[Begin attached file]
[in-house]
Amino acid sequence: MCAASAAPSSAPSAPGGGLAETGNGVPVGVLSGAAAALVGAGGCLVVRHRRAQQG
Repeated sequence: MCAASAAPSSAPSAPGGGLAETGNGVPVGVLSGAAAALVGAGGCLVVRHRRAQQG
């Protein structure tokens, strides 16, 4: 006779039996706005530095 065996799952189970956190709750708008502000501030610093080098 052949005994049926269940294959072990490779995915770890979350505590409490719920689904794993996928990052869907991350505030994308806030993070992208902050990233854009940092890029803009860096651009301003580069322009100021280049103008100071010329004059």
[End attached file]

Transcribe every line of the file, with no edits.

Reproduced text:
[in-house]
Amino acid sequence: MCAASAAPSSAPSAPGGGLAETGNGVPVGVLSGAAAALVGAGGCLVVRHRRAQQG
Repeated sequence: MCAASAAPSSAPSAPGGGLAETGNGVPVGVLSGAAAALVGAGGCLVVRHRRAQQG
């Protein structure tokens, strides 16, 4: 006779039996706005530095 065996799952189970956190709750708008502000501030610093080098 052949005994049926269940294959072990490779995915770890979350505590409490719920689904794993996928990052869907991350505030994308806030993070992208902050990233854009940092890029803009860096651009301003580069322009100021280049103008100071010329004059």